A Commitment to Sufficiency

Wendell Piez

Pellucid Literature


* Likewise, incoming requests are never watched or tracked, to say nothing of counted or analyzed. This isn’t that kind of transaction either. Pellucid Literature does not take your name, watch your IP address or your browser, or litter your system with cookies.

* Among other things this means that while readers’ feedback is very much welcome, it must be provided in some old-fashioned way. There are no ratings forms or comments boxes.

* Instead, Pellucid Literature may be considered entirely self-sufficient and complete in itself, or at least treated as such. The same is also true of precincts within it, islands in an archipelago. Unlike most tangles of today’s web, works on Pellucid Literature may hope to be portable: something like a book, which you can put in your pocket, not quite as prone to break or become unreadable as most web sites tend to, over time (to take only the most salient example of a media technology where the goods seem prone to spoiling on the shelf).

The priority must always be the transparency of the reading experience, whether it be from a page, screen or tablet surface.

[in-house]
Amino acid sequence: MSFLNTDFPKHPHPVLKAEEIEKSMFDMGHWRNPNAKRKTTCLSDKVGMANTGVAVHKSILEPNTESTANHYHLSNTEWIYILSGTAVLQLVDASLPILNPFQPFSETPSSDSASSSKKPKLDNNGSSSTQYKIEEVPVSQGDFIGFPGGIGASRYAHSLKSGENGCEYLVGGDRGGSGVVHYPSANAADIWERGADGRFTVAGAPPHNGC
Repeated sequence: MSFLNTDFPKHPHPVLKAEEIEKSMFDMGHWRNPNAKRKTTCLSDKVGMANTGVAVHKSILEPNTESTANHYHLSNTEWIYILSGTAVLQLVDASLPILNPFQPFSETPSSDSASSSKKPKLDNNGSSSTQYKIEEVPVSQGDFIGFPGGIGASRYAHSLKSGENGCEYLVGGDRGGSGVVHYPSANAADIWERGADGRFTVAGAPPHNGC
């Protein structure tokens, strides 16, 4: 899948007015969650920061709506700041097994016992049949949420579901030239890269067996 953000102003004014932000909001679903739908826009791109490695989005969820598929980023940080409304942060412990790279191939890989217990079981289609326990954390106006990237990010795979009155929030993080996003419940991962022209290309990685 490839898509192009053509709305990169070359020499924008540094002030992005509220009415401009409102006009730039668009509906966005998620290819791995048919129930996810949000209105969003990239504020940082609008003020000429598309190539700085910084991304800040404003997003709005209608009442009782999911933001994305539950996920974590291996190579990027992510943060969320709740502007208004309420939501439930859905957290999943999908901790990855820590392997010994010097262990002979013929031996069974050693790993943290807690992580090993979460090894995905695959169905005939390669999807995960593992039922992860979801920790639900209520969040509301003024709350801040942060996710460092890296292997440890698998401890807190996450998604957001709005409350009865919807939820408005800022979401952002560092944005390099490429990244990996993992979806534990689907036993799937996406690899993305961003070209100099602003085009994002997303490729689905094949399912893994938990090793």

So there should never be holes in the page where stuff (what the media priesthood calls content) is dropped. In five years, or off line, a page on Pellucid Literature may look no better than it does today – but if we are fortunate, it will still be perfectly legible, and will look no worse.

Already looks pretty good for those fascinated with words and their deployment & déroulement. Look a the JavaScript rendition of Herbert’s Love III

Food for thought for the patient.

Berneval has not avoided the temptation to link to media that might disappear (or has disappeared) — hence our fascination with ephemera — we may not be ever wholly holeless but hope there is enough context around those potential holes to not be wholly unreadable.

And so for day 2505

This entry was posted in Booklore, Ephemera. Bookmark the permalink.